The Outdoor Foundation is pleased to present Outdoor Nation California Action Awards winners. Four individuals were awarded $2,500 for the best, most innovative, project ideas for how to strengthen environmental literacy in the state of California. This award was designed to allow youth to grow as leaders and influencers within their community while addressing one of the most challenging issues facing young people today – environmental illiteracy. Winning projects are youth-led and empower young people to be part of the decision making process related to environmental literacy. After all, who better to have a voice in outdoor education than the students themselves!
Spearheaded by high school youth in Truckee, California, the 1% Project introduces a civic engagement component to a place-based environmental science course. Traditionally, students have focused solely on developing curriculum and exploring local landscapes and waterways. The students are now including a high profile campaign to showcase their findings to local decision-makers, media outlets and peers – raising awareness about the outdoors and precious resource of water. Students will share information they have learned to influence peers, community members, key stakeholders, and policy makers about the issues of water and importance of the environment and outdoor activities.
The Canopy Environmental Leadership Project brings together young leaders in East Palo Alto to design an environmental and civic engagement program to teach leadership skills and stewardship ethics for nearby open spaces. The project will provide participating youth with outreach training as well as on-the-ground experiences – resulting in knowledgeable young leaders who will promote environmental and outdoor benefits to media outlets and elected officials. As an outcome of this project, youth leaders will develop a presentation and outreach materials that showcase the importance of the local parks and natural spaces – sharing their passion and influencing younger peers, civic leaders and the broader community.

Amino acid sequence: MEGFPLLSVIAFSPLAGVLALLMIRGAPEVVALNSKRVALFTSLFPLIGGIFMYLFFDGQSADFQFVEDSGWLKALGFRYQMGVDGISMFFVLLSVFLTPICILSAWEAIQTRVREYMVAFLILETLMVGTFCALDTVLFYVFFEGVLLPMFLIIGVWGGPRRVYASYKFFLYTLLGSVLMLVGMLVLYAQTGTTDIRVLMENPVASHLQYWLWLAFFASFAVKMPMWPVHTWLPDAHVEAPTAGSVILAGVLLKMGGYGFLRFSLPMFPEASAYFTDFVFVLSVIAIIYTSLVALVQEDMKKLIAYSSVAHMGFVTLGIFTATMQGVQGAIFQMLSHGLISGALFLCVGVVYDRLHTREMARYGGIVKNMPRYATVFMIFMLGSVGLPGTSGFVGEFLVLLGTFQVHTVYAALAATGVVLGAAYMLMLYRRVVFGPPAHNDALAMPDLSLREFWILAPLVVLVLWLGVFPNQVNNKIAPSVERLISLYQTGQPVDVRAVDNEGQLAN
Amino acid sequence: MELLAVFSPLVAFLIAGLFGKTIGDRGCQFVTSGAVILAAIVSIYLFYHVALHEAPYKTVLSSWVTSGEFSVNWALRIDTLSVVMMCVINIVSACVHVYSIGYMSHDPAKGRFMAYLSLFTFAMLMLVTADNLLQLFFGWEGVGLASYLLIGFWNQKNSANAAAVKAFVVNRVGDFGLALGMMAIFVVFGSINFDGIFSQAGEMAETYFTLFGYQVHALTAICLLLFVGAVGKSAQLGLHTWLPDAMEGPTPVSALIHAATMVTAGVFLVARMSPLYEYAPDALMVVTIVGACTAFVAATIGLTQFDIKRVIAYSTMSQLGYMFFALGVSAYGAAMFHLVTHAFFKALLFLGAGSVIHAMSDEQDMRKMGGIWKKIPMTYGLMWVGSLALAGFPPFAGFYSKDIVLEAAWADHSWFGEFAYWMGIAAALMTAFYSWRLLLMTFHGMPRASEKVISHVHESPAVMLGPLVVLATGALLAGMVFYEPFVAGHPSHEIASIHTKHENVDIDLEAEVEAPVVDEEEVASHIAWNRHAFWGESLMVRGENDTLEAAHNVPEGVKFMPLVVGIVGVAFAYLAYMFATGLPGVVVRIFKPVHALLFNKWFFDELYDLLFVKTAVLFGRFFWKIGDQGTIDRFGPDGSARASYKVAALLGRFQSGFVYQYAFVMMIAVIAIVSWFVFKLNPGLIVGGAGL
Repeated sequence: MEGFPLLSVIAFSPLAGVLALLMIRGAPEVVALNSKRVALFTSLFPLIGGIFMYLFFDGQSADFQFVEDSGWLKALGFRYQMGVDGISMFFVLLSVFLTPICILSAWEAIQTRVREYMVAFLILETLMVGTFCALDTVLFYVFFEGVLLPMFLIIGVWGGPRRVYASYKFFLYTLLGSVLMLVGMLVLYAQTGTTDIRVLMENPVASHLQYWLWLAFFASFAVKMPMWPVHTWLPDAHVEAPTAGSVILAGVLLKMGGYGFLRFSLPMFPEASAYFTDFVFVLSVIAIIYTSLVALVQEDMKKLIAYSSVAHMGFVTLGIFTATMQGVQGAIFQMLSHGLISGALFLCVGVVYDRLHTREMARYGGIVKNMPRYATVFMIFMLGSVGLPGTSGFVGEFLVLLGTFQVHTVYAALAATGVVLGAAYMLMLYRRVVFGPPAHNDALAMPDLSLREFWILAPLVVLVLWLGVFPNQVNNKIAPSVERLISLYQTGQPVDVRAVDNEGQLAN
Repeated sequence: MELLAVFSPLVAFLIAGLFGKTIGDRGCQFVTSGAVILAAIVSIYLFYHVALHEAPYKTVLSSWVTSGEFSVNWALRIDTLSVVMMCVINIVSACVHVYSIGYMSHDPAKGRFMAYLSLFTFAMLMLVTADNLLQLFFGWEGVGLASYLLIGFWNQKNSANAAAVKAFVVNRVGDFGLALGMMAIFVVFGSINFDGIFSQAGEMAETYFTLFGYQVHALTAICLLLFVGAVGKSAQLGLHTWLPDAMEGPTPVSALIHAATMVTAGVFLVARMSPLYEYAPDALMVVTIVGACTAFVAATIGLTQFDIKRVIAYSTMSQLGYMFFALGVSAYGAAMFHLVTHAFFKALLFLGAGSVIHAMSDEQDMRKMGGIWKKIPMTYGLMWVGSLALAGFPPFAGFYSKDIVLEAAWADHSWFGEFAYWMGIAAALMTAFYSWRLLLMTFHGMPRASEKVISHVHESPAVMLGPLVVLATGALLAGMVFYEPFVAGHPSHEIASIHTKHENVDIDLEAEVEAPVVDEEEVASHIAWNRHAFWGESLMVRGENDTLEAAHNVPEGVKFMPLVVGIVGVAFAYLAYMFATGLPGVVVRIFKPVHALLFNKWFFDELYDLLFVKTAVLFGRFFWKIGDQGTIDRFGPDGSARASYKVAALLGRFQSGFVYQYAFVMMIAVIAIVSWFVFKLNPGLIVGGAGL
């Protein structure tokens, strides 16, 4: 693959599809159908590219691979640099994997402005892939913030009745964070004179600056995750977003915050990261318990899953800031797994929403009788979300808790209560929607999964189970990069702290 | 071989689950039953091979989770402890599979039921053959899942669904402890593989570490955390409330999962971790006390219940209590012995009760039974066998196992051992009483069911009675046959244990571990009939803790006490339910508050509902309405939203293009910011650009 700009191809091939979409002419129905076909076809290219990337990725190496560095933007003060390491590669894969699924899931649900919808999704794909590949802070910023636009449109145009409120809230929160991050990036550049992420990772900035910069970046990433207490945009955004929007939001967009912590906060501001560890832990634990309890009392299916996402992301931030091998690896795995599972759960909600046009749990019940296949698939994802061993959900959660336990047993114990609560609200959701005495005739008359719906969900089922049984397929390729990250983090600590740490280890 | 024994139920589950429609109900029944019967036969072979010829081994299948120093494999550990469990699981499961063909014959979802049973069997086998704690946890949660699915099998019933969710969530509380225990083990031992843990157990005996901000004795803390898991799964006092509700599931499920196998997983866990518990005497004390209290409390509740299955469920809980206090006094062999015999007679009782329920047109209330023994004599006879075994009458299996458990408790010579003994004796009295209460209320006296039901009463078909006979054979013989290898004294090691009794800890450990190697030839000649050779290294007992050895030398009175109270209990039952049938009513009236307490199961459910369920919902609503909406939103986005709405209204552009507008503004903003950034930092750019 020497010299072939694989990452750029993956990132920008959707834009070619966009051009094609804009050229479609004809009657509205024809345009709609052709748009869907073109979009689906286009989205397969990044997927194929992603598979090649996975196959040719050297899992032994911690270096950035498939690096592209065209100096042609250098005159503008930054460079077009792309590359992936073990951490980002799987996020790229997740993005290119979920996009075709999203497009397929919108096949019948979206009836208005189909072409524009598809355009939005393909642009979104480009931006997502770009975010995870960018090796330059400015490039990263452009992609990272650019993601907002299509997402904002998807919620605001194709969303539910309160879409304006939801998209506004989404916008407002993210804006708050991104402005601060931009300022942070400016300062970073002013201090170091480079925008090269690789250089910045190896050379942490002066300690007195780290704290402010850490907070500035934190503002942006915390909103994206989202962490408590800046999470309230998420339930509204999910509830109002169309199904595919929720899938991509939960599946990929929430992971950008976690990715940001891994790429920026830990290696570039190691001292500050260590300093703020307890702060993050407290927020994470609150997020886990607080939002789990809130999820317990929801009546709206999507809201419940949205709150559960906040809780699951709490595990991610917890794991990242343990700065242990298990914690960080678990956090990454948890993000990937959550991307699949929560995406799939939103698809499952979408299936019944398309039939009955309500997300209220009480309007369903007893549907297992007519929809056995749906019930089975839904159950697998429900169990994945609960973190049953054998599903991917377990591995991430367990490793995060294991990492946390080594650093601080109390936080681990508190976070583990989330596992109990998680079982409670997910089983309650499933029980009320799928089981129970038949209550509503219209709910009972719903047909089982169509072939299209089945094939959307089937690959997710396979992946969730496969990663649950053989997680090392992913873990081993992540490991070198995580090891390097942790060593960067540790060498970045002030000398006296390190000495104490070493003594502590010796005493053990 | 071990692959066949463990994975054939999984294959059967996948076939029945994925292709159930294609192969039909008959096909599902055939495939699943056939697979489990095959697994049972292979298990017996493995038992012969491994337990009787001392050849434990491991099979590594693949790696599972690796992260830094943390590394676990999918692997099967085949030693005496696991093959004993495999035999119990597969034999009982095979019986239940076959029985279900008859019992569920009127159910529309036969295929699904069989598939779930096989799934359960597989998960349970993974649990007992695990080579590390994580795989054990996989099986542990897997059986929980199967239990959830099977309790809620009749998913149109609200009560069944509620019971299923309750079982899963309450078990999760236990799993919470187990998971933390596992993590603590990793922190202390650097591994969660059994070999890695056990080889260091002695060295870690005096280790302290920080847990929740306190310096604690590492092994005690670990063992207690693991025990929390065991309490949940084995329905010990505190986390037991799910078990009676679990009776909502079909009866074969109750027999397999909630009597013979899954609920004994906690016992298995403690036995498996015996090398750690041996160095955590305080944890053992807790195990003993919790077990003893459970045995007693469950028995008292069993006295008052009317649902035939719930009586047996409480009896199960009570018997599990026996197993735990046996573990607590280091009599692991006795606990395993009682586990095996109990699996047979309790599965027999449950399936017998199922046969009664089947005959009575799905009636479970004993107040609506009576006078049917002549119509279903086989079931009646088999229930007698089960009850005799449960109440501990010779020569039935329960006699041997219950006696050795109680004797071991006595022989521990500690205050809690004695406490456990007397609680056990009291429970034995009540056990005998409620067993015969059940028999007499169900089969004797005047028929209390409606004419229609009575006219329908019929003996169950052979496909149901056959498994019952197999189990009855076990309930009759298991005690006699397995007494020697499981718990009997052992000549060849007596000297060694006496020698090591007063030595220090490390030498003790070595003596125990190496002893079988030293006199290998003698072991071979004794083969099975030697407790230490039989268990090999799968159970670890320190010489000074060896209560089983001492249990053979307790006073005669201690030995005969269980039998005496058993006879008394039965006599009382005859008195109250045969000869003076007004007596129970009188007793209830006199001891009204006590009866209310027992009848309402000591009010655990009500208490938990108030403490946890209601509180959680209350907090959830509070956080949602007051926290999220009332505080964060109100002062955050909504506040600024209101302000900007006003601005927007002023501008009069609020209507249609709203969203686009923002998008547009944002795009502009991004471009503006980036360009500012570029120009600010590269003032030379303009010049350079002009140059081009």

Led by high school young leaders, students in the Homestead High School AP Environmental Science classes are creating an organization with public relations, graphic design and advocacy departments – helping youth understand the important role that outreach and communications plays in enviromental work. The students focus on an environmental problem, research its cause, pose a solution, and market it to the community. The project culminates in a presentation to experts in the field. The goal of this project is to produce a comprehensive campaign that promotes an environmental cause. This campaign will be presented to the public and, as such, students are expected to conduct themselves as professionals so that their cause is respected.
Led by a youth group in Pacoima, the Youth United Towards Environmental Protection (YUTEP) project provides opportunities for local young people to explore the nearby San Gabriel Mountains and use that experience in an effort to advance environmental justice issues in the North East San Fernando Valley. This project allows youth to see first hand many of the issues that are at the center of their activism. Young people will capture the outdoor experiences through social media and photography -- leveraging the images and experience to drive support and awareness for the preservation of wild areas in Los Angeles County. As capstone of this project, youth will develop a presentation for elected officials and schedule meetings with key leaders to advocate for outdoor programs and preservation of wild areas.